We granted both parties' separate applications for interlocutory appeal to review the trial court's order denying both parties' cross-motions for summary judgment seeking to enforce a settlement agreement in an action to collect premiums for workers' compensation insurance. As the appeals arise from the same action below, the parties' appeals are consolidated for disposition. Both parties contend the case was settled by Southern Medical's agreement to consent to judgment, that the attorneys had authority to enter into the settlement agreement, and that the settlement agreement should be enforced.
The record shows that after Liberty Mutual sued Southern Medical to recover approximately $65,000 unpaid premiums for workers' compensation insurance on the hospital's employees, the case was placed on a trial calendar. Counsel for the parties then began settlement negotiations.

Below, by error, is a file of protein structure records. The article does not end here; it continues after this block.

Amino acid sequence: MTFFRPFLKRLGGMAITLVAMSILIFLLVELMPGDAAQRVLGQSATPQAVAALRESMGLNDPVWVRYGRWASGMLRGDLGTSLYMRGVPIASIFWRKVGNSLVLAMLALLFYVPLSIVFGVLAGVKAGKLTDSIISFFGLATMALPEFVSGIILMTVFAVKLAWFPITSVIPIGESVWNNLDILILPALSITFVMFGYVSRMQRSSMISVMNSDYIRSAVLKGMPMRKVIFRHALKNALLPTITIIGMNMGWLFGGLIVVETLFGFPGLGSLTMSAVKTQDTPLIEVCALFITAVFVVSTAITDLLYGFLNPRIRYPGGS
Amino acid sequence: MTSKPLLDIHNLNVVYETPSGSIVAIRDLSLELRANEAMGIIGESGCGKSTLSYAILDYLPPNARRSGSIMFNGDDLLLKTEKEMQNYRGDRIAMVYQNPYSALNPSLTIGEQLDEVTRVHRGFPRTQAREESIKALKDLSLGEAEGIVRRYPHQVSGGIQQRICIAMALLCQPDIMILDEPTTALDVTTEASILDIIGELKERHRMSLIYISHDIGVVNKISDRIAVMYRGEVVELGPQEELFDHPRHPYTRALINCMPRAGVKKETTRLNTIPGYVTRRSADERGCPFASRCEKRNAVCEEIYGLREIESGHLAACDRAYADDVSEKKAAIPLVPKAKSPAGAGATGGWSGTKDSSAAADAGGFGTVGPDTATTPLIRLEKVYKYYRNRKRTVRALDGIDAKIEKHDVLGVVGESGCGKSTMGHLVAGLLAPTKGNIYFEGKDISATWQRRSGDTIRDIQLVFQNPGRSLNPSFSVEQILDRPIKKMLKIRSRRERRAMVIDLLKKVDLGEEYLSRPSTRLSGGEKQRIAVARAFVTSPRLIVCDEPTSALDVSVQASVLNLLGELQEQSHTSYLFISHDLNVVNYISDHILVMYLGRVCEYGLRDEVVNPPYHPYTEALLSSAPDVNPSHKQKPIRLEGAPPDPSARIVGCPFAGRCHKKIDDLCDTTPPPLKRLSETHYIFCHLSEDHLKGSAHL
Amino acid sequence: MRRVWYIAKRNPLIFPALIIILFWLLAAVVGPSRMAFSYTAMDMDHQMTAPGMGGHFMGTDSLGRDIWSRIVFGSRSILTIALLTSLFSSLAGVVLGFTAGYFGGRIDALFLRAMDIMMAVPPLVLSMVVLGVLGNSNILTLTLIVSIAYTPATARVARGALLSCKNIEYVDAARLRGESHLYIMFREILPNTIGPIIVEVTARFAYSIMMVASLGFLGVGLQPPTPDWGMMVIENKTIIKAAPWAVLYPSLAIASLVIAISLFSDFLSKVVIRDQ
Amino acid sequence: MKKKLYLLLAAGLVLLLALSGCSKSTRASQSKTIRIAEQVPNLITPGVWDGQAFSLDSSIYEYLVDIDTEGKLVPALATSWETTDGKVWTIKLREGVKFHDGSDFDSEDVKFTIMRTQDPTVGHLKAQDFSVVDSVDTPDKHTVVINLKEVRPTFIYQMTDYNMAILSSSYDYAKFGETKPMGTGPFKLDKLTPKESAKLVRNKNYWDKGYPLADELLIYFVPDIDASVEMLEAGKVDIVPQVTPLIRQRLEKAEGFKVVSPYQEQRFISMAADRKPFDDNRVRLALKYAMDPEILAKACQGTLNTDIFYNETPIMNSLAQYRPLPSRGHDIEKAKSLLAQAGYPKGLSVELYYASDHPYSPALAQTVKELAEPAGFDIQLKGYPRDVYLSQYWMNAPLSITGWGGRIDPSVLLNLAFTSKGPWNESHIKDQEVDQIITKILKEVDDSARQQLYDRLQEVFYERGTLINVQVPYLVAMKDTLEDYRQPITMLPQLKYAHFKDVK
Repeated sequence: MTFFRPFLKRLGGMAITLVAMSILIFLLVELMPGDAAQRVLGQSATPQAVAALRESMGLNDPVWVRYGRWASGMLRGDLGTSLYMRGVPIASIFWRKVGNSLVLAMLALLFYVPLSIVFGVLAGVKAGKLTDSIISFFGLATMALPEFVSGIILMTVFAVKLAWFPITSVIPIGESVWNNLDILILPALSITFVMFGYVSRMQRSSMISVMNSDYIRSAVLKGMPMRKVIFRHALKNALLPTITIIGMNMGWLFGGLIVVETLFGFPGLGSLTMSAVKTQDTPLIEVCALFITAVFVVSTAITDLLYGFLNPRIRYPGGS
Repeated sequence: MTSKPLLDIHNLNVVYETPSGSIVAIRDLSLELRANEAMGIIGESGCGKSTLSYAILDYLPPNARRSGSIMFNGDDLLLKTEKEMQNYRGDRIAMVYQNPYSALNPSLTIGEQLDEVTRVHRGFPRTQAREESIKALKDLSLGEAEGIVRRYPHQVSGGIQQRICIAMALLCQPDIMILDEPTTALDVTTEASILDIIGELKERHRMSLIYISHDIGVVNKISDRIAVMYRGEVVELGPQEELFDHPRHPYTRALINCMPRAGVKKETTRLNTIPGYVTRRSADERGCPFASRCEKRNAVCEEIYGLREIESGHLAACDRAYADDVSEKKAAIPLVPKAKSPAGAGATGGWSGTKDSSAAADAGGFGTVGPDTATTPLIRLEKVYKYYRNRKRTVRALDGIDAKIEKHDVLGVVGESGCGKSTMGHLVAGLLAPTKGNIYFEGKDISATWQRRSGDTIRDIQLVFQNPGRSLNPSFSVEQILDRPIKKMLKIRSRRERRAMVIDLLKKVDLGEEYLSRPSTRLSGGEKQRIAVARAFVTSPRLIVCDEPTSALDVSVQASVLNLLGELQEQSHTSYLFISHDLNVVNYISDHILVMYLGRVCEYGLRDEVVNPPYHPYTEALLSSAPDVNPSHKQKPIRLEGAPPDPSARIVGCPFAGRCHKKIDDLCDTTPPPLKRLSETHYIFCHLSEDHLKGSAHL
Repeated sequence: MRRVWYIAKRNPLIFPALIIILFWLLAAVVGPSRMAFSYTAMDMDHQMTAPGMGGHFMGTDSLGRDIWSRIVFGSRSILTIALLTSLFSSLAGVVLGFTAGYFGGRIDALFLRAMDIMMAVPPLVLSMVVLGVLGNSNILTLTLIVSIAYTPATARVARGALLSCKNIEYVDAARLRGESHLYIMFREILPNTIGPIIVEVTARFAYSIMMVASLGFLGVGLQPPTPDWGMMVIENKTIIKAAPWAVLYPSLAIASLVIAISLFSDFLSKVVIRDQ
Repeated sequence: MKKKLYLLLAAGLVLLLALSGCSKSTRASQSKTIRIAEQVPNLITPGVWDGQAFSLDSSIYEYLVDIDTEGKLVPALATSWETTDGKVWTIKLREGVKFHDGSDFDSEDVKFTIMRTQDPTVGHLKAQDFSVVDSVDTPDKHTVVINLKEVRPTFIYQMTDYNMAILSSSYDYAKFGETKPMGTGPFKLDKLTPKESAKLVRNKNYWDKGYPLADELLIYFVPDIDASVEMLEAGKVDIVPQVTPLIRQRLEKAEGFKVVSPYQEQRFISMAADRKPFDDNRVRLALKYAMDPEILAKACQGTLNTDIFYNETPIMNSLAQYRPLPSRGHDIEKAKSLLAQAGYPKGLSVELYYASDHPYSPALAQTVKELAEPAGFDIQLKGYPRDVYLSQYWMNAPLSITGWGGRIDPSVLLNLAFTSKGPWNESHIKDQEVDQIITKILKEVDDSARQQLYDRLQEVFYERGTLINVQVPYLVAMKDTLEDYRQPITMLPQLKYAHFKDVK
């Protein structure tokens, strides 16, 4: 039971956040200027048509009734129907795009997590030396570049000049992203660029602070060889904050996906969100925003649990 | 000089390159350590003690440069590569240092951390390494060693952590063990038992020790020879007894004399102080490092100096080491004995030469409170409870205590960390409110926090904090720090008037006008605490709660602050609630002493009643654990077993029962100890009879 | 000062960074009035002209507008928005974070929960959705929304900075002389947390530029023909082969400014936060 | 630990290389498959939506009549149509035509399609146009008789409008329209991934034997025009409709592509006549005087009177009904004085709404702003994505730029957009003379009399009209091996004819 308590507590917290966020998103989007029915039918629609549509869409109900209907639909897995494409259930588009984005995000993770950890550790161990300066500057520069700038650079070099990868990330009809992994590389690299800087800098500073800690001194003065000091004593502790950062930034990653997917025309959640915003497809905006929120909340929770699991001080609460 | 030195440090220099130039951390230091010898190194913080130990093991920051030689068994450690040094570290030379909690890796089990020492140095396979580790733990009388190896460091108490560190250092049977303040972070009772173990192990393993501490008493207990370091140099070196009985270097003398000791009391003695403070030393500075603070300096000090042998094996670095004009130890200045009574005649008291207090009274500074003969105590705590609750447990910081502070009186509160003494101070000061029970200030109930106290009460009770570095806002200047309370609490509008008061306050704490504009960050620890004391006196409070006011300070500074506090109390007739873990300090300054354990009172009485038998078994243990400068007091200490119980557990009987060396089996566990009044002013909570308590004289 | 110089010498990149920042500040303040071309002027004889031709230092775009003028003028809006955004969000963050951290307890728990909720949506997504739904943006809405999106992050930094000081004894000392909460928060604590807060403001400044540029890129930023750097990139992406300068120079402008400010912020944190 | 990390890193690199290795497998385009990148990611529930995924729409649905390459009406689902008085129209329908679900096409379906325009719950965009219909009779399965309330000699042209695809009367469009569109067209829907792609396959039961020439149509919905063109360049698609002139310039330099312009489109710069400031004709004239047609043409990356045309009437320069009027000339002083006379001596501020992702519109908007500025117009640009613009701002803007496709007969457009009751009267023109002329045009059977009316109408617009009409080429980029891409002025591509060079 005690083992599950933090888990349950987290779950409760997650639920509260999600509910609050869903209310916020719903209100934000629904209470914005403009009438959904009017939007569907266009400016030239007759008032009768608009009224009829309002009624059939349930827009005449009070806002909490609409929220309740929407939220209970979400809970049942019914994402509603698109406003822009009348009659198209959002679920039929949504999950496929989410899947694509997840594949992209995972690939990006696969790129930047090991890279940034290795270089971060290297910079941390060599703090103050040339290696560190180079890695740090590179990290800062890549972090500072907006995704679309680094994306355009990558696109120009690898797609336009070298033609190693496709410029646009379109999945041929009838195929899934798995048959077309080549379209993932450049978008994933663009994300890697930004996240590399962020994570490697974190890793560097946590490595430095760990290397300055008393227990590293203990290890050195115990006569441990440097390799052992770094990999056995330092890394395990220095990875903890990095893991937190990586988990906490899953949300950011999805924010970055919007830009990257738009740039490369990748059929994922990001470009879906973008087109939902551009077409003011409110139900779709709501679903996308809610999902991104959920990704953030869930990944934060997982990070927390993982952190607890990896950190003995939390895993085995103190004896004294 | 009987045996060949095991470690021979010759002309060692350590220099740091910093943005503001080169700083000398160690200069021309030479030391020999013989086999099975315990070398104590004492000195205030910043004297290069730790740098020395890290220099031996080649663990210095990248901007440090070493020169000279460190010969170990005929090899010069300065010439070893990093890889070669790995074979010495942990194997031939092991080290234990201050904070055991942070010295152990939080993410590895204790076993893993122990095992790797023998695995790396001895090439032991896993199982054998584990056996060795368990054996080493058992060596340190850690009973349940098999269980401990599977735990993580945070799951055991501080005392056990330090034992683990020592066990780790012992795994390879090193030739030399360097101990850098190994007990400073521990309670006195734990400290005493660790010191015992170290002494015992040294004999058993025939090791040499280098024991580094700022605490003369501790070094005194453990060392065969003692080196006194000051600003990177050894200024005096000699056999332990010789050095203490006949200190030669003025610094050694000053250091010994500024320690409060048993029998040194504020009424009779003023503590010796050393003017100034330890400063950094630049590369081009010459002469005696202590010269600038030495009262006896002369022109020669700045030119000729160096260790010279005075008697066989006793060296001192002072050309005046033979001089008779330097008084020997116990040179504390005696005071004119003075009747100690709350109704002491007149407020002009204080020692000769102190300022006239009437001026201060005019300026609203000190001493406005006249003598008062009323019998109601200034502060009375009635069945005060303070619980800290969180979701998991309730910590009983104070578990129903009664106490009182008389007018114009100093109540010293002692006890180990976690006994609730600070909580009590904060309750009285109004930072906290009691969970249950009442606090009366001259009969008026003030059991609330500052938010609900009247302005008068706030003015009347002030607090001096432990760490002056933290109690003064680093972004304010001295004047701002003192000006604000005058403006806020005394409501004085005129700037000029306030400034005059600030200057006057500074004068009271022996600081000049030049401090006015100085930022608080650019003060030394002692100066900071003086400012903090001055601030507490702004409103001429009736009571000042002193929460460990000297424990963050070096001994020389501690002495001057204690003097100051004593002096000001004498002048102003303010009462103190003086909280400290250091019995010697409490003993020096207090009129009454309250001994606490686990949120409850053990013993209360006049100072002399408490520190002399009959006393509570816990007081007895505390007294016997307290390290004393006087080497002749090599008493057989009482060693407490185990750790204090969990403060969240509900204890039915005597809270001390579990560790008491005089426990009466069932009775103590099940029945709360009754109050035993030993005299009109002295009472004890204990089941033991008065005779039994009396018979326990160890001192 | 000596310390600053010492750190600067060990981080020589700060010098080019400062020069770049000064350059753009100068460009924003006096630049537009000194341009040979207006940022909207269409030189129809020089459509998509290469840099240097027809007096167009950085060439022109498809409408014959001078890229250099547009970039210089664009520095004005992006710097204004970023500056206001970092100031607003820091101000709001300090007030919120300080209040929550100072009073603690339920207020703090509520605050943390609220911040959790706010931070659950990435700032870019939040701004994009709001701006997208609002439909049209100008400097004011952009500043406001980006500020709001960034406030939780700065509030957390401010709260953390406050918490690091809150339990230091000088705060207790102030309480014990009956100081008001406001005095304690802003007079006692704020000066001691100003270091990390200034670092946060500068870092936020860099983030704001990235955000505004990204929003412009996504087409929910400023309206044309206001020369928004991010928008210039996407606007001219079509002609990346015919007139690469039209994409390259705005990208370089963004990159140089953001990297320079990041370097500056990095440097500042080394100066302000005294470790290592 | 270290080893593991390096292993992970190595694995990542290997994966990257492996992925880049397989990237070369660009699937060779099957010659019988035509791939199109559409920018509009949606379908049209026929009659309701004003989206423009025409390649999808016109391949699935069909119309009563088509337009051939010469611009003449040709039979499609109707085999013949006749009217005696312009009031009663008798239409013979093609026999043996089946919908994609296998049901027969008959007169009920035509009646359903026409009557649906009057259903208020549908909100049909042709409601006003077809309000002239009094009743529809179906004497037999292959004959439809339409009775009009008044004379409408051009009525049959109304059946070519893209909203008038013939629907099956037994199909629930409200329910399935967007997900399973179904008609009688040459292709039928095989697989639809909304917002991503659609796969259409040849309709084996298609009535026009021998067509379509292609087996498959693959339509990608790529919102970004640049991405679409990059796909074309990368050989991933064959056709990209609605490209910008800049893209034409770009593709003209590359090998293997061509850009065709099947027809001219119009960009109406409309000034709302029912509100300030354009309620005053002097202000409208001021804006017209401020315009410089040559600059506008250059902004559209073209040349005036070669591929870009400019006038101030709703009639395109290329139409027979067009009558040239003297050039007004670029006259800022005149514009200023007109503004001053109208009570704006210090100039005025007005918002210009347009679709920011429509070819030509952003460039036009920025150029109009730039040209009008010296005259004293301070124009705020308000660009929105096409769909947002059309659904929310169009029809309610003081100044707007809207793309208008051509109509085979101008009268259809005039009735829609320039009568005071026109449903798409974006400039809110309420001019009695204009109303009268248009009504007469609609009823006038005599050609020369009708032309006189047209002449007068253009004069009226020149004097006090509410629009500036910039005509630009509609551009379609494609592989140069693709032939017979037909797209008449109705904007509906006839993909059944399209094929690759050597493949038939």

These negotiations culminated in a letter from Liberty Mutual's counsel that outlined the agreement between the parties. According to the letter, Southern Medical agreed to a consent judgment for the full amount sought in Liberty Mutual's suit in return for Liberty Mutual's agreement that the judgment would be entered when Southern Medical ceased operation. The relevant portions of the letter state as follows: "Please accept this letter as confirmation of our discussions . . . regarding [this case]. After discussion and negotiation we determined that the best interest of our clients rested in administratively closing this action before Toombs County until such time as your client's last facility is closed. Upon the cessation of operations by your client you have agreed to enter into a consent judgment against the corporation in the entire amount sued upon." The terms of the agreement were announced later in open court and the case was removed from the trial calendar.